Wisconsin's labor uprising went national on Friday afternoon as the president of the AFL-CIO addressed a cheering throng on the southeast corner of the Capitol Square. Richard Trumka gave a barn-burning speech in support of the state's public employees, who've spent the last week protesting Gov. Scott Walker's assault on their collective bargaining rights in his "budget repair bill."
"The 12 and a half million men and women of the AFL-CIO are with you!" Trumka boomed.
After four days of enormous rallies at the Capitol, the protesters showed no signs of losing steam. People were packed onto the grass, sidewalks and railings, from grade-school kids to college students to burly bearded guys in union jackets. And I must say, the signs are only getting wittier as the week progresses. It was hard not to admire the understated tone of this slacker-style message to Gov. Walker:
"That extra $121.4 million wasn't for you and your friends to create a fiscal 'crisis' with, dude."
Trumka was preceded by local labor representatives, who gave short, effective, rabblerousing speeches. My favorite line came from Duff Martin of the Eau Claire teachers' union: "Gov. Walker, you can't scare me I'm a teacher!" Compared to food fights in the Eau Claire school cafeterias, apparently, taking on state Republicans is a piece of cake.
Jim Palmer, executive director of the Wisconsin Professional Police Association, spoke movingly about officers who've been "doing their jobs all week, then coming back to the rallies with a 'Cops for Labor' sign."
Marty Beil, executive director of AFSCME Council 24, affirmed public employees' willingness to sit down with Walker to "offer financial concessions to bring our state's budget into balance." But he drew a line in the sand.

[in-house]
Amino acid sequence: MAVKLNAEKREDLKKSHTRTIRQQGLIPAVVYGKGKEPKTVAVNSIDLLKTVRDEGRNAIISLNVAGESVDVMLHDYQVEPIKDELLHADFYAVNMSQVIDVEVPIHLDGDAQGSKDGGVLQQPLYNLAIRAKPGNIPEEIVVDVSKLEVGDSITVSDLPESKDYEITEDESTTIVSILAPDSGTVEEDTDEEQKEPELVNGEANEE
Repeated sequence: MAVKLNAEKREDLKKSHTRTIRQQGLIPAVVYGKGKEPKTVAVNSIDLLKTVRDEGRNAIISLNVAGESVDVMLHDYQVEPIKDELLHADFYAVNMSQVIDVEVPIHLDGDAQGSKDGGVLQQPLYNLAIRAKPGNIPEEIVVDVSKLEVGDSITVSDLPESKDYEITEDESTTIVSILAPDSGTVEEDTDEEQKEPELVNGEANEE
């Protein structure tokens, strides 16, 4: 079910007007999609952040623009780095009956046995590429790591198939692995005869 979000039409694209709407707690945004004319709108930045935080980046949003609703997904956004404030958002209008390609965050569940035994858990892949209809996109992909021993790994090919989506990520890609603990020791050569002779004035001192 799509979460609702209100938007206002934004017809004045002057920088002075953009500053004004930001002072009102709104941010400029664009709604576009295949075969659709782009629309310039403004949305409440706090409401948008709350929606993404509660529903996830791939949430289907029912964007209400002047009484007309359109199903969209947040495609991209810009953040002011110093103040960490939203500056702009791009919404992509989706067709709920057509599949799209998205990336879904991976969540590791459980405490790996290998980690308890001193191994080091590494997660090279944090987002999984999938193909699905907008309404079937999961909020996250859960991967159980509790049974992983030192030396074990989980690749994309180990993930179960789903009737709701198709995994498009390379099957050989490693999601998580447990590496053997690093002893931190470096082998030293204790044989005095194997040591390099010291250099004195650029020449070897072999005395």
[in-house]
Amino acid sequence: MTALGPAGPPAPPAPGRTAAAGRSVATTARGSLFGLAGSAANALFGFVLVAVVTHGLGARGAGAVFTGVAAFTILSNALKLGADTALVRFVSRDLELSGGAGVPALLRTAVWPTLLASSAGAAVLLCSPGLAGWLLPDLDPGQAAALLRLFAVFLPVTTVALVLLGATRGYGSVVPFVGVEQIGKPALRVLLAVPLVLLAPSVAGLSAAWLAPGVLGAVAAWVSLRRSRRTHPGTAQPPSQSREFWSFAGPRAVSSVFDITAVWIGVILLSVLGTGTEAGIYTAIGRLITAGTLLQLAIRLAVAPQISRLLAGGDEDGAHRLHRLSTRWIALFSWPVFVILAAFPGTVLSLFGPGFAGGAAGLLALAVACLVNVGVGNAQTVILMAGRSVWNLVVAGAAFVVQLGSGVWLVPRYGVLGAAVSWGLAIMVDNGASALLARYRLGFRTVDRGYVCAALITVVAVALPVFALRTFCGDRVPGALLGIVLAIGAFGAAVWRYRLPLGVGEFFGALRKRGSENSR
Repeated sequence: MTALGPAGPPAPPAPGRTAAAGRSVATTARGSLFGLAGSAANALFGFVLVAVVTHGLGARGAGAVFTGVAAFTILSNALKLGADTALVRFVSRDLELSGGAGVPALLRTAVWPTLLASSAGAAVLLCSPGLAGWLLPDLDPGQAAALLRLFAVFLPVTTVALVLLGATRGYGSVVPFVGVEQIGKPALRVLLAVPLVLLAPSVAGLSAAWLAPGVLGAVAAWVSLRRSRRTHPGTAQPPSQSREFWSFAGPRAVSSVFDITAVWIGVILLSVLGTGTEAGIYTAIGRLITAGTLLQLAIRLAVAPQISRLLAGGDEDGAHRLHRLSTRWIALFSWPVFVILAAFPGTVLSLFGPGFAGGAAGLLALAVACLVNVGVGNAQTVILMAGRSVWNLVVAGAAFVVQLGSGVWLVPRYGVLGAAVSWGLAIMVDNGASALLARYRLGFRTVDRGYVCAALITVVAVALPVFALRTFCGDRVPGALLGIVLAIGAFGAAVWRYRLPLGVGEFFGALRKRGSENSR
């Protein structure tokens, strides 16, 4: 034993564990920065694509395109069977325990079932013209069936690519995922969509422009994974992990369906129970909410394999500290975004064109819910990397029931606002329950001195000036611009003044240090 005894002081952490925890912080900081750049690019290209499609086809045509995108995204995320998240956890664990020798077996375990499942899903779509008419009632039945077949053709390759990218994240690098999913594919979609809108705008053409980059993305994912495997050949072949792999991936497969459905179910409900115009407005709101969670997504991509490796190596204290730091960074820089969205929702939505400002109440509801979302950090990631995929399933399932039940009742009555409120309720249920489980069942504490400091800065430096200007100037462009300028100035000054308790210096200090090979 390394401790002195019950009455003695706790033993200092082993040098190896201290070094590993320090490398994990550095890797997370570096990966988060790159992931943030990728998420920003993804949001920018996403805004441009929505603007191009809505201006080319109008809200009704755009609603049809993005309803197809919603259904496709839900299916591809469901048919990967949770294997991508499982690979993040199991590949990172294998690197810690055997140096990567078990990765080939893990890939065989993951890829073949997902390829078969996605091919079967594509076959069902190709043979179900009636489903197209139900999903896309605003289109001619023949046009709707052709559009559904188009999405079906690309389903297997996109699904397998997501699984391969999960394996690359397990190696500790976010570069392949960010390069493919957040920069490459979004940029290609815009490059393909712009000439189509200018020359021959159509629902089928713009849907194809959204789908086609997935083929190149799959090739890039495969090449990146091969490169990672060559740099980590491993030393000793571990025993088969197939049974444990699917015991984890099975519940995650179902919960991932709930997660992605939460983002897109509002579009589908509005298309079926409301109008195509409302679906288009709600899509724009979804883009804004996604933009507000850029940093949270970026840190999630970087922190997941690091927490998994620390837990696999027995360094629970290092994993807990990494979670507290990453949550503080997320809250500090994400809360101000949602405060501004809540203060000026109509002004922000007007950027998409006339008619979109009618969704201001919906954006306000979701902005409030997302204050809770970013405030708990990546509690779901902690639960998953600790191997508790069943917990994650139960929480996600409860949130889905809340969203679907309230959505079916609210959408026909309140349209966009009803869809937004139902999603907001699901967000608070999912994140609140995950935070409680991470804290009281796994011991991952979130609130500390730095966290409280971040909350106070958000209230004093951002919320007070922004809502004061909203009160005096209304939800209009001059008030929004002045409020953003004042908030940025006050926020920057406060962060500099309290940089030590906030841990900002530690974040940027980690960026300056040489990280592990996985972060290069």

"We'll meet the governor halfway, but we will not be denied our rights to collectively bargain!"
Trumka came on to throw red meat to the crowd, and he did it well, calling the Wisconsin protest "the strongest movement in America."
"You're stronger than your governor, stronger than his CEO backers!" he said.
Like many of Walker's critics, Trumka insisted that the governor had manufactured this fiscal crisis. "He gave away tax breaks to the rich and to his CEO buddies so he could come back to you with that sorry puppy-dog look on his face. So he could play the brave fiscal soldier willing to make hard choices."
Trumka tied Walker's approach to the national Republican strategy of making tax cuts, which cause deficits, which then supposedly require radical measures to address.
Trumka's speech ended just in time, as I was about to fall off the railing I'd been balanced on. (It didn't help that the guy next to me carried a huge American flag that kept flapping in my face.) On my way back to King Street, I spoke with Andrew Ryan, a teacher from Freedom, Wis. He and the other hundred teachers in his union took a day of unpaid leave to come to the rally, assuring their sympathetic superintendent that they'd be back on Monday.
So what if Walker's budget bill passes, and public employees lose money and rights? Ryan didn't foresee extreme measures from teachers' unions.
"We'll continue with the recall efforts of the governor," he said. "That's about all we can do."
Well, not all. Ryan thinks many teachers will just leave the state.
"My wife is studying to be a teacher," he said, "but she might have to go somewhere else to do it."